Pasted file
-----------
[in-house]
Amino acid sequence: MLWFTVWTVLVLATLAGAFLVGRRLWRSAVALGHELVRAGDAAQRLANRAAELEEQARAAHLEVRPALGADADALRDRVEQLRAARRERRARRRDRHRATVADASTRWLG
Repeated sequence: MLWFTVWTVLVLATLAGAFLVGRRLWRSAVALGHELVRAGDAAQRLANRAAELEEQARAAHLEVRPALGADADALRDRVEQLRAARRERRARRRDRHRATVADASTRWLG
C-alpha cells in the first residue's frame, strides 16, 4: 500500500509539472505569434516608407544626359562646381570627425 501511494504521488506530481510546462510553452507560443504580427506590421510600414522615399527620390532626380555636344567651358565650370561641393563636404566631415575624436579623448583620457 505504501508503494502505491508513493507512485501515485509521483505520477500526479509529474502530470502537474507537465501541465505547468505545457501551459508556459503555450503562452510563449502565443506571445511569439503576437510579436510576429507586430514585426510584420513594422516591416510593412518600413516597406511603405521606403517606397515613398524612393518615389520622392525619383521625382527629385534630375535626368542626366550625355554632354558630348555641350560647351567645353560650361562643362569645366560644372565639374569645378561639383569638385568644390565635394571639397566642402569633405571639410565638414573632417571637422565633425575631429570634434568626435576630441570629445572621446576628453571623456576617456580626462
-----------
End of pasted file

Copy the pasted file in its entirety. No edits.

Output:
[in-house]
Amino acid sequence: MLWFTVWTVLVLATLAGAFLVGRRLWRSAVALGHELVRAGDAAQRLANRAAELEEQARAAHLEVRPALGADADALRDRVEQLRAARRERRARRRDRHRATVADASTRWLG
Repeated sequence: MLWFTVWTVLVLATLAGAFLVGRRLWRSAVALGHELVRAGDAAQRLANRAAELEEQARAAHLEVRPALGADADALRDRVEQLRAARRERRARRRDRHRATVADASTRWLG
C-alpha cells in the first residue's frame, strides 16, 4: 500500500509539472505569434516608407544626359562646381570627425 501511494504521488506530481510546462510553452507560443504580427506590421510600414522615399527620390532626380555636344567651358565650370561641393563636404566631415575624436579623448583620457 505504501508503494502505491508513493507512485501515485509521483505520477500526479509529474502530470502537474507537465501541465505547468505545457501551459508556459503555450503562452510563449502565443506571445511569439503576437510579436510576429507586430514585426510584420513594422516591416510593412518600413516597406511603405521606403517606397515613398524612393518615389520622392525619383521625382527629385534630375535626368542626366550625355554632354558630348555641350560647351567645353560650361562643362569645366560644372565639374569645378561639383569638385568644390565635394571639397566642402569633405571639410565638414573632417571637422565633425575631429570634434568626435576630441570629445572621446576628453571623456576617456580626462